Hodgman was educated at The Hutchins School and the University of Tasmania, where he graduated with a Bachelor of Arts and a Bachelor of Laws in 1993, and a Graduate Certificate in Legal Practice in 1994.
Legal career

He was admitted as a Barrister and Solicitor in 1994. He was an associate of the Hobart law firm Wallace Wilkinson & Webster, before practising as a solicitor for the Wiltshire County Council in the UK for 15 months. In the UK, he acted as prosecutor and advocate for the Council in the County Courts and the High Court of Justice. He then returned to Wallace Wilkinson & Webster in 1998, and practised in criminal law and personal injuries until his election to Parliament.

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Political career

Will Hodgman entered Parliament at the 2002 election in the electorate of Franklin and was elected to the role of deputy leader immediately afterwards. He was elected alongside his father, who was elected in the neighbouring seat of Denison.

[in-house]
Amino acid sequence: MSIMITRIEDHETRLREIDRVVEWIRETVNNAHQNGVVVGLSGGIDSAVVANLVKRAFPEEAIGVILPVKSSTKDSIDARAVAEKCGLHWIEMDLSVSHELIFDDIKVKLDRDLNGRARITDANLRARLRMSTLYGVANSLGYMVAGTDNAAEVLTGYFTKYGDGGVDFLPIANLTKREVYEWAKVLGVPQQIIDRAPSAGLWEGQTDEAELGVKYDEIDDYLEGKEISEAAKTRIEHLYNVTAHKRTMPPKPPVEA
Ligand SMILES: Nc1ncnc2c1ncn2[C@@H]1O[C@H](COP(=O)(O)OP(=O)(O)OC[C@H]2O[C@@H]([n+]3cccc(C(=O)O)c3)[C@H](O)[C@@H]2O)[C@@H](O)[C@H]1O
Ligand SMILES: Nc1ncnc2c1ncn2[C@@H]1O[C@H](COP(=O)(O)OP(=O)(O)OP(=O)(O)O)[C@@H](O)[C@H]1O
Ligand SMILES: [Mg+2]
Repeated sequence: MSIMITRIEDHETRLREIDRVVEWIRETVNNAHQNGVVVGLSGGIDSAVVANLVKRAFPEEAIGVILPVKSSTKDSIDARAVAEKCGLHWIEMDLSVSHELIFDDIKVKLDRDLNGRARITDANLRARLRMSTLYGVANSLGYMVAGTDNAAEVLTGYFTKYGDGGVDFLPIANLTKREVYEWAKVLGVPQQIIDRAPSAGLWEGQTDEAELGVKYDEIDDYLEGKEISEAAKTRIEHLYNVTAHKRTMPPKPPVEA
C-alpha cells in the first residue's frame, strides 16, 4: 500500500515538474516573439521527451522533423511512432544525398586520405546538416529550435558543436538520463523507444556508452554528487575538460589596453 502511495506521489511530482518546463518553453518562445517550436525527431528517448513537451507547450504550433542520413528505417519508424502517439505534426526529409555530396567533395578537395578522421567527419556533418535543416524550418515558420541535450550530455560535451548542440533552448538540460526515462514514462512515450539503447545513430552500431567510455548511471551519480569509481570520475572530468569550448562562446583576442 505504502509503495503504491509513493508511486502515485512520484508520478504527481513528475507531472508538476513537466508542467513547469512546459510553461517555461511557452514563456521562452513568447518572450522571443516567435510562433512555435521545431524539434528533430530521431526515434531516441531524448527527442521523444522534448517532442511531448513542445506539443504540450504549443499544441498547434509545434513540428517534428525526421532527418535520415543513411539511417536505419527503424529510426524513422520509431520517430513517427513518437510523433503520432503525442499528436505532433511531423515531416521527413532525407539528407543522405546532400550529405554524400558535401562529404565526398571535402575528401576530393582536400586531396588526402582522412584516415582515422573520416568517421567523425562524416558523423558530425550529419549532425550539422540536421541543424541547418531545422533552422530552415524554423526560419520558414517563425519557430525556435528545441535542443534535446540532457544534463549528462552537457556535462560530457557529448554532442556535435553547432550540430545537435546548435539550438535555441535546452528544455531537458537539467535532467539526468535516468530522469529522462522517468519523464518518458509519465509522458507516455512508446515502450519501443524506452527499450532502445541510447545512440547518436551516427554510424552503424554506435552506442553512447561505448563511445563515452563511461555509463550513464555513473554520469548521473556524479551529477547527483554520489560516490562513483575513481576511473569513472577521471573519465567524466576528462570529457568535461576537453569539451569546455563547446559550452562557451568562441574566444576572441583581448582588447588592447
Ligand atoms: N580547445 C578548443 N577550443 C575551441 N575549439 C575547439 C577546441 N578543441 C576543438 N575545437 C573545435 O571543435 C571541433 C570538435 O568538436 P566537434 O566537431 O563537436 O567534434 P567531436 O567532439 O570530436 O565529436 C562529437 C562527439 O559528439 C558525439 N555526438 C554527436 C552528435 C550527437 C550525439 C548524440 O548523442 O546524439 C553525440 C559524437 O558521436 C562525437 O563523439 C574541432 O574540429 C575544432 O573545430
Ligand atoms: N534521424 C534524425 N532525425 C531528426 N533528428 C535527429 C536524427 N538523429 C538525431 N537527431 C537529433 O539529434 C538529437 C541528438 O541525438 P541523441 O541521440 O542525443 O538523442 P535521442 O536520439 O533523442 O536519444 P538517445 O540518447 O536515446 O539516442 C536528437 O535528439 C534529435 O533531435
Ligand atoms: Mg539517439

Hodgman was re-elected in the 2006 election receiving 21.98 per cent of first preferences, an increase compared to his previous vote of 12.37 per cent in the 2002 election. This is the third highest individual vote ever recorded in the seat of Franklin.

On 30 March 2006 he was unanimously elected as the leader of Tasmania’s Liberal Party, replacing Rene Hidding following disappointing results at the 2006 election. Jeremy Rockliff is his deputy. At the 2018 election Hodgman personally received 27,184 first preference votes, the highest number ever for any candidate in a state election in Tasmania.